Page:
The surveyed financial institutions and service providers were able to expand their revenues/business volume a little more than in the previous quarter, when growth was weak. The corresponding sub-index for the financial institutions rises by 2.7 points to 114.7 points in the third quarter. The service providers increase their revenue growth by 1.8 points to 112.7 points. Both segments of the financial industry are optimistic that they will continue to build their revenues in the current quarter.

Earnings growth of financial institutions is barely down / Service providers report rising earnings growth / Positive expectations for the current quarter

The earnings growth of the financial institutions sees a significantly smaller decline in the third quarter than had been expected. The sub-index falls just slightly, by -0.9 points to 103.5 points. Having reported declining earnings growth in the previous quarters, the service providers now see their positive expectations fulfilled. The corresponding sub-index climbs 4.9 points to 108.3 points. Both groups are anticipating a further increase in the current quarter.

Growth in investment volume is steady to positive

As with earnings, the financial institutions report little change in the growth of their investment volume in product and process innovations. The corresponding sub-index for the financial institutions falls just slightly, by -0.4 points to 105.8 points. In line with expectations, the service providers record a significant increase of 4.2 points to 114.1 points. The financial institutions are anticipating a slight upturn in the current quarter, while the service providers are less optimistic.

Large-scale job cuts at financial institutions / Weaker growth in employee numbers at the service providers

Job cuts at the financial institutions are significantly more severe than they predicted in the previous quarter. The employee numbers sub-index falls accordingly by -8.2 points to 90.5 points. Only a slight easing of job cuts is expected in the current quarter. The service providers are also hiring fewer employees than in the previous quarters. The corresponding sub-index is down -3.7 points to 108.7 points. This level is expected to be maintained in the current quarter.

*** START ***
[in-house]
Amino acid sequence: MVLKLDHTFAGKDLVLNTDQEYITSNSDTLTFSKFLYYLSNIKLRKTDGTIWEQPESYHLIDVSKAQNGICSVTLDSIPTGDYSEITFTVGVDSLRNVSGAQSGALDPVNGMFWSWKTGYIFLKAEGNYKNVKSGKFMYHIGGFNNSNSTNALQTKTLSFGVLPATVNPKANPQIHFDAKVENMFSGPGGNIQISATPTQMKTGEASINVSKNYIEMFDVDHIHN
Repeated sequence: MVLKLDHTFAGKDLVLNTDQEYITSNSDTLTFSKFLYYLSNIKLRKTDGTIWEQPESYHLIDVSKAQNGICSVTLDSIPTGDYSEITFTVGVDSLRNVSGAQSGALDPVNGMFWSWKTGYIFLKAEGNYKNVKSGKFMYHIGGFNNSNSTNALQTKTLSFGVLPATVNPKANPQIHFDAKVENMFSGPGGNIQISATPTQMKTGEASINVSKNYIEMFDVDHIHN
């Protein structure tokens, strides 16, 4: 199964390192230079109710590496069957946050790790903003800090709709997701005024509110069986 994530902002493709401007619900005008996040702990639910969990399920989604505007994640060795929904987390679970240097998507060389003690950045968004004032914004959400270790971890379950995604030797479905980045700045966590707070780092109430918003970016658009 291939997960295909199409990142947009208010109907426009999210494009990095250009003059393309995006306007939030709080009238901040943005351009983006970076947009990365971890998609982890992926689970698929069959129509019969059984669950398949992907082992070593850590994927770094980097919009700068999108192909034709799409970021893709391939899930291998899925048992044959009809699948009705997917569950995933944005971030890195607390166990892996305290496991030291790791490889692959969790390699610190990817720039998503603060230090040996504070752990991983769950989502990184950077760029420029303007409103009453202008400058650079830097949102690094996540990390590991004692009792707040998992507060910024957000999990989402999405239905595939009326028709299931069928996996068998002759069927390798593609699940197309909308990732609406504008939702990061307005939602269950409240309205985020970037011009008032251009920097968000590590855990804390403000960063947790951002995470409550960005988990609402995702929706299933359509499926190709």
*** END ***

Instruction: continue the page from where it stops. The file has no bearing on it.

The results are based on a quarterly management survey in the German financial sector.

The Center for Financial Studies (CFS) conducts independent and internationally-oriented research in important areas of Financial and Monetary Economics, ranging from Monetary Policy and Financial Stability, Household Finance and Retail Banking to Corporate Finance and Financial Markets. CFS is also a contributor to policy debates and policy analyses, building upon relevant findings in its research areas. In providing a platform for research and policy advice, CFS relies on its international network among academics, the financial industry and central banks in Europe and beyond.

Finanzplatz Frankfurt

The Financial Centres Frankfurt and Dubai intend to work together more closely

Frankfurt am Main – Frankfurt Main Finance (FMF) and the Dubai International Financial Centre (DIFC) agreed on closer cooperation between the two Financial Centres in a Memorandum of Understanding (MoU), signed on November 4th, 2019.

Arif Amiri, Chief Executive Officer of the DIFC, and Hubertus Väth, Managing Director of FMF, signed the MoU at the DIFC in the presence of German Consul General Holger Mahnicke and Yusef Ahmed, Managing Director of Frankfurt International Consulting.

Hubertus Väth is currently visiting the Middle East alongside a delegation from Frankfurt conducting a roadshow, as part of which the representatives participated in a DIFC panel discussion on “The European financial landscape after Brexit and Germany’s increasing role”.

“I would like to thank Arif Amiri, the German Consul General Holger Mahnicke and the team of the Frankfurt delegation for this important step. The agreement with the DIFC will enable us to work together more closely and to intensify knowledge sharing”.

In the upcoming weeks and months, Frankfurt and Dubai will put their joint plans into action and will thus be making a contribution towards strengthening their respective Financial Centres.